THQ's UFC Undisputed was a series that respected the ground game of Mixed Martial Arts as much as it did the stand-up game. That respect permeated through the rest of the game, allowing players to strategise, to plan and to change tactics on the fly. It represented the reality of MMA in a way people simply didn't expect games would.
In the Undisputed franchise a player using Forrest Griffin would be well-served to lean heavily on the strategy the former UFC Light Heavyweight Champion used. When fighting for the title against Rampage Jackson, Forrest chopped the champion down with leg kicks and then used superior mobility (and stamina) to eke out an unanimous decision victory.
Similarly, Chael Sonnen's risky decision
to take his fight with Anderson Silva to the ground could have happened a dozen times over in Undisputed. And just as it did in real life, the fight could have ended in a shock submission
-- because to the Undisputed series fighting on the ground and on your feet were both as important as one another.
By contrast, almost every other game which has tried to do MMA has concentrated heavily on the boxing and kickboxing elements of the sport and failed to give Brazilian Jiu-Jitsu the respect it deserves. The most famous example of this is EA Sports MMA, the 2010 game from EA Tiburon. In an effort to appease players who said the Undisputed series was needlessly complicated, EA Sports MMA placed the entire submission game on the face buttons and turned the delicate chess game of BJJ into a stamina management button-tap-athon. Compared to UFC Undisputed 2010 which had released earlier the same year, EA Sports MMA was a pale pretender.
EA Sports UFC, by contrast, is a true all-round contender for the championship.
The face buttons on your controller represent your limbs, allowing you to kick or punch at any time with the press of a button. You can modify strikes by moving in different directions or pressing one of two modifier buttons, a system which quickly becomes second nature as you throw out jab combos only to follow with a hook
. Stepping towards your opponent while kicking might make them attempt a powerful front kick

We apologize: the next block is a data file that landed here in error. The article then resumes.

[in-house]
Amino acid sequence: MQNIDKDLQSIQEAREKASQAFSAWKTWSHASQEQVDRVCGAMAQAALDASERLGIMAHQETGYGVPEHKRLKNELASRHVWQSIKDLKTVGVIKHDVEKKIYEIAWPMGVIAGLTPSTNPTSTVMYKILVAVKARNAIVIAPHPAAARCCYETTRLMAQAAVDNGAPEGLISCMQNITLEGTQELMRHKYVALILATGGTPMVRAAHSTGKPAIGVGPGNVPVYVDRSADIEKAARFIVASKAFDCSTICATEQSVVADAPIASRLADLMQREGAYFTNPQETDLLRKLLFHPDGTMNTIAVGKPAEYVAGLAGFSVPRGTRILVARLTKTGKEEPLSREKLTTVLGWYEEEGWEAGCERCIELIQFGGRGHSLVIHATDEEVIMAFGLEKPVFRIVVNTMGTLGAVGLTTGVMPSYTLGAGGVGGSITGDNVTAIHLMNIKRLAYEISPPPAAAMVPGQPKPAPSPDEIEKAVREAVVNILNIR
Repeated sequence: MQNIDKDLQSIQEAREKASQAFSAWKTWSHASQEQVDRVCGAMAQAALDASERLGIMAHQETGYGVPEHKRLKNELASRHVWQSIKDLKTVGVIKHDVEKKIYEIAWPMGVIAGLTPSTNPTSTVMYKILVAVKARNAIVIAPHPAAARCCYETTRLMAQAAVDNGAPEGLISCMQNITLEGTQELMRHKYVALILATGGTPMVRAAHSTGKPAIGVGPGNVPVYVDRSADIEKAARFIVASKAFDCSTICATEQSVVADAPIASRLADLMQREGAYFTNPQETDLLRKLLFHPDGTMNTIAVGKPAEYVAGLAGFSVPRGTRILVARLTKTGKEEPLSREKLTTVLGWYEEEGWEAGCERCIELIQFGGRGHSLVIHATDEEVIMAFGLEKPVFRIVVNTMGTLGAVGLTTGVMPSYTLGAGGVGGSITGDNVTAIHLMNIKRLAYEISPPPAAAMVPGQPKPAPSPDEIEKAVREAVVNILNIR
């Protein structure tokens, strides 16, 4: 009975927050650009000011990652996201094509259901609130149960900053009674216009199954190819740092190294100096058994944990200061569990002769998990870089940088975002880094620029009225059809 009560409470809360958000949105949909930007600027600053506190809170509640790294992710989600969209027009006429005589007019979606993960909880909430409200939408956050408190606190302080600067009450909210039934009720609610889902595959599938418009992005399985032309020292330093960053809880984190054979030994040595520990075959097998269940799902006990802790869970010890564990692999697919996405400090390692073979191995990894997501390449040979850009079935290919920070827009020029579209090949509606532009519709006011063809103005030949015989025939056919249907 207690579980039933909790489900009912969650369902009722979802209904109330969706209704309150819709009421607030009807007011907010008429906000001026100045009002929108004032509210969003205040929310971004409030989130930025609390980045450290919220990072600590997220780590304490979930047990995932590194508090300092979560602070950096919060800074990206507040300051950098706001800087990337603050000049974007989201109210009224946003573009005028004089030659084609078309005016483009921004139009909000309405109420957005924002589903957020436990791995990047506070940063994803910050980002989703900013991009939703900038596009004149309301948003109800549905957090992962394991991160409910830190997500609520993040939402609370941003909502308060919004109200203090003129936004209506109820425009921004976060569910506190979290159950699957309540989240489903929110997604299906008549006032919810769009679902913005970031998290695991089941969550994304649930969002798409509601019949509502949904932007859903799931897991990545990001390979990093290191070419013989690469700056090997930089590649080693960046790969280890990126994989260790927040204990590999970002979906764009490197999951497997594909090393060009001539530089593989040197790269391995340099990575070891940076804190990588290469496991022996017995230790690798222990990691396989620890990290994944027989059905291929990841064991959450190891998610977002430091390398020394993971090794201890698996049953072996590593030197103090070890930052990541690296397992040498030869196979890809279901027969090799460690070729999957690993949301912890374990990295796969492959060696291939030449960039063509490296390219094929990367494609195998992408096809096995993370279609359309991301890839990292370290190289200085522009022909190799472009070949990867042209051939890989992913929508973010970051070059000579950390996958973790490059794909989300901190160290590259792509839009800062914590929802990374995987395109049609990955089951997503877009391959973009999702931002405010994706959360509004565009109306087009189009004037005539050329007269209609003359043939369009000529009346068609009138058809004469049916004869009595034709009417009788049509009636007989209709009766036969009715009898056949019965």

For the Fight Night team -- the team behind Total Punch Control -- it must have seemed odd to place striking on the face buttons again, but it leaves the right thumbstick available for Wrestling/Jiu-Jitsu moves. In the build we played -- which our host (Creative Director Brian Hayes) stressed was not final so many times I made note of it -- the clinch game wasn't working properly. Nevertheless gaining advantage in the clinch is conceptually the same as fighting on the ground -- you thrust the thumbstick in the direction you want your body parts to move, and to execute the transition you turn it in a circle clockwise.
On paper it's dramatically similar to the system used in the Undisputed games, where you would turn the thumbstick a half or three quarter circle in the direction you wanted to move. If you wanted to complete a major transition to your right (say you wanted to go from Full Guard
to Side Control
) you'd turn the Thumbstick 270 degrees clockwise. If you wanted to then move into the North/South
position, you'd flick the stick just 180 degrees clockwise again.
In practice the games are quite different. When you're on the ground you move your thumbstick in a direction -- the direction you intend to go. So if we put you back in Full Guard
and you decide to go for Side Control